Here's a Good Way to Deal With Magazine Photoshopping

Now, we don't want to alarm you, but it's time you learned the truth. Magazines sometimes touch up photos of celebrities. I know. I know! It's shocking to think that Redbook might not be the absolute model of a journalistic commitment to the truth. But there it is. And here's a good way to deal with it.

As our sister site Jezebel has documented exhaustively, the magazine-world photoshop epidemic is impossible to escape. Legislation has been proposed to force magazines (ads included) to print disclaimers, like cigarette packs (in place of "lungs," think "self-esteem"), but another problem arises: how do you distinguish between minor retouching—erasing stray hairs, adjusting the contrast—and complete fantasy? The answer, as with so many things, is an algorithm:

The algorithm developed by Dr. Farid and Mr. Kee statistically measures how much the image of a person's face and body has been altered. Many of the before-and-after photos for their research were plucked from the Web sites of professional photo retouchers, promoting their skills.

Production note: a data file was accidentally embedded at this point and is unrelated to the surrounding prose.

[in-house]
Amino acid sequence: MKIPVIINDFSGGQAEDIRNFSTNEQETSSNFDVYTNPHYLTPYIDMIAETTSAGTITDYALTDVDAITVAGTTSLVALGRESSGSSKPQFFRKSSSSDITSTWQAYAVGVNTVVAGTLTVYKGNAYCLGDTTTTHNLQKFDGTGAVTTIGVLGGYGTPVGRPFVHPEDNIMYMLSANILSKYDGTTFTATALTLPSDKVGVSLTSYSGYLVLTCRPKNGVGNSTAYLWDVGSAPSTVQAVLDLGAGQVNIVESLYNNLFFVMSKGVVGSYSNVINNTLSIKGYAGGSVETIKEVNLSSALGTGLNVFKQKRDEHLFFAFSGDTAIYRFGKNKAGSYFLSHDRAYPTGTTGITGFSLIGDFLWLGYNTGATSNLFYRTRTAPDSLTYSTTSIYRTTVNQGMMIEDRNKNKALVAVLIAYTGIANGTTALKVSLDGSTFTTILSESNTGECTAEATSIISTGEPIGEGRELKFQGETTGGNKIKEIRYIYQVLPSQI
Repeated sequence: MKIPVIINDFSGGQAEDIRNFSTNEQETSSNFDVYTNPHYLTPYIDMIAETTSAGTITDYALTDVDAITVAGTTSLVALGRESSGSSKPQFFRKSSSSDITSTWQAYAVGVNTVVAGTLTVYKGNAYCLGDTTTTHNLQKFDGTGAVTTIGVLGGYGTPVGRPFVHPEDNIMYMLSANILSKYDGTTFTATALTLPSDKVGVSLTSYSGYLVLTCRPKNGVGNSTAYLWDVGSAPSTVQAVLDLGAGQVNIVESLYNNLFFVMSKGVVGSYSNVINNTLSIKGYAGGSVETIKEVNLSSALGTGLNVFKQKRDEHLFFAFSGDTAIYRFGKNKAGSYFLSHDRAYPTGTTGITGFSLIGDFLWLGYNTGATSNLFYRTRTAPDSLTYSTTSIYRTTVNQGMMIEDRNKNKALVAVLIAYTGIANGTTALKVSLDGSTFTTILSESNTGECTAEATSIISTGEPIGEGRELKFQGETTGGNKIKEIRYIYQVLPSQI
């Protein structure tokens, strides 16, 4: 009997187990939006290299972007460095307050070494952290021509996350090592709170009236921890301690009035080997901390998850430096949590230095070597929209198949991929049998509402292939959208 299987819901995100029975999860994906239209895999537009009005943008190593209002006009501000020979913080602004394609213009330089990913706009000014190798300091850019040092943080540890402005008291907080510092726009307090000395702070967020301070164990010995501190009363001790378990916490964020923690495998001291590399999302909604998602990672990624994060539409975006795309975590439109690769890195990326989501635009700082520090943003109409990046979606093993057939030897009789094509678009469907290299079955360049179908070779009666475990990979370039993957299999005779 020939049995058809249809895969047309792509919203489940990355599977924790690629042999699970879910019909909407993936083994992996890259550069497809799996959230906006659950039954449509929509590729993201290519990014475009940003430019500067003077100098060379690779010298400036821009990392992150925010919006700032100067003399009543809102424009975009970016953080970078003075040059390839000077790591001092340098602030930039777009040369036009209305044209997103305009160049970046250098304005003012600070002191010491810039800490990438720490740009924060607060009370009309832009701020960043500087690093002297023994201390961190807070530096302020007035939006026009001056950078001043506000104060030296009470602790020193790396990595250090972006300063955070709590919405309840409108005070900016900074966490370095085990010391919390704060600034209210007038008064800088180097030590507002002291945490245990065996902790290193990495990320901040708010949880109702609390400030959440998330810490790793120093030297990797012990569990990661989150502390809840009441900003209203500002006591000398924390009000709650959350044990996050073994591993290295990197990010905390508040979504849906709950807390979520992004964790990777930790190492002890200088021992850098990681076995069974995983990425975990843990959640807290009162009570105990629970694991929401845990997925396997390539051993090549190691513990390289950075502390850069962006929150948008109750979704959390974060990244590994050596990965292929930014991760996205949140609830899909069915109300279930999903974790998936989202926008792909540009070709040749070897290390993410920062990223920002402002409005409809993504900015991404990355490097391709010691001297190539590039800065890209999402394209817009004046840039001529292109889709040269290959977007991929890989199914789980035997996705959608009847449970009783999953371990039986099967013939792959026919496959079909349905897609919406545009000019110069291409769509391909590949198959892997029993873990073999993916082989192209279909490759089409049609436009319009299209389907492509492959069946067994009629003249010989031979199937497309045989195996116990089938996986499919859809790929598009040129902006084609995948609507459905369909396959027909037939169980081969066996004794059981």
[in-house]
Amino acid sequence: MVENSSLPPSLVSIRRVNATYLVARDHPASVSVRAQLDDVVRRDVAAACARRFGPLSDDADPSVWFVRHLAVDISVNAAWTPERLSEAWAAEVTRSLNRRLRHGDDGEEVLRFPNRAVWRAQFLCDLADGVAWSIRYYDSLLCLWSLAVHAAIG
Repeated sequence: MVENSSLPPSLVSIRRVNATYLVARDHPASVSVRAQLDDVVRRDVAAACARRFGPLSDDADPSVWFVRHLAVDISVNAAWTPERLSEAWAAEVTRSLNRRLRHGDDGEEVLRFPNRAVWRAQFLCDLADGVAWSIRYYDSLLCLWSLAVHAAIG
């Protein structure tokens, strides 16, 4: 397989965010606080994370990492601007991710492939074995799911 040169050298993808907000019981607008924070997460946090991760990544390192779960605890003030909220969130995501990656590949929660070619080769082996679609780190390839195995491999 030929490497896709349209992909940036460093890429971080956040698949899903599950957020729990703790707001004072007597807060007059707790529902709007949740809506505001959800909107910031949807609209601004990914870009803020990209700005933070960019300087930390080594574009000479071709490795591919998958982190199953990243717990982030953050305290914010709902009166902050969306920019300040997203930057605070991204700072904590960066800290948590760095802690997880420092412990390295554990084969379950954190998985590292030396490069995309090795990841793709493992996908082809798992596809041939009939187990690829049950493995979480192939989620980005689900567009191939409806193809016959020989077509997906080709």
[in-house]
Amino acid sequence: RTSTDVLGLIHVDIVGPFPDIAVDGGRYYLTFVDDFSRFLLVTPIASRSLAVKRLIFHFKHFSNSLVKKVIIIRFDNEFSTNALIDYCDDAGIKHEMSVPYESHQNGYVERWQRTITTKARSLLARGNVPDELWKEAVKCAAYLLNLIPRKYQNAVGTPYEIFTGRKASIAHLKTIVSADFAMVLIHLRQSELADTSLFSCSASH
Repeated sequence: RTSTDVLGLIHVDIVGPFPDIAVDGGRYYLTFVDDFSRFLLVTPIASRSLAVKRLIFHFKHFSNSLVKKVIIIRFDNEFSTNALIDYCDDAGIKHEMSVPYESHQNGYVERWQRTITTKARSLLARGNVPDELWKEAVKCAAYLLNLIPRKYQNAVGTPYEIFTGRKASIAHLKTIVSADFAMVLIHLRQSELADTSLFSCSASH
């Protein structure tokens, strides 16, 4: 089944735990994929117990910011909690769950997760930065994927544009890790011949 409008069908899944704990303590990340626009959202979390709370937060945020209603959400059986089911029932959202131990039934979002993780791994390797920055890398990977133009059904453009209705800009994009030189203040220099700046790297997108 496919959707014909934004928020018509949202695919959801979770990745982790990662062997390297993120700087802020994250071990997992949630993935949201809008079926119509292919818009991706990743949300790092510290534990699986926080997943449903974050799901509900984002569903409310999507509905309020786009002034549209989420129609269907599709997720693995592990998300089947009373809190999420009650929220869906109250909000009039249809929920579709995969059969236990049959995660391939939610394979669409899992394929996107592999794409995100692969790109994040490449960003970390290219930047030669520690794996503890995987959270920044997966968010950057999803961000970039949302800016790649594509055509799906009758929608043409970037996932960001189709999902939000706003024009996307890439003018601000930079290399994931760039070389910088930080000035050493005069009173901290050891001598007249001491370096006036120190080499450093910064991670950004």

The algorithm is meant to mimic human perceptions. To do that, hundreds of people were recruited online to compare sets of before-and-after images and to determine the 1-to-5 scale, from minimally altered to starkly changed. The human rankings were used to train the software.

Above, you can see the algorithm's work. It's not perfect—the "4" image looks more adjusted than the "5" to our eyes—but it's a start on a smart way to warn readers about the way the photos have been changed.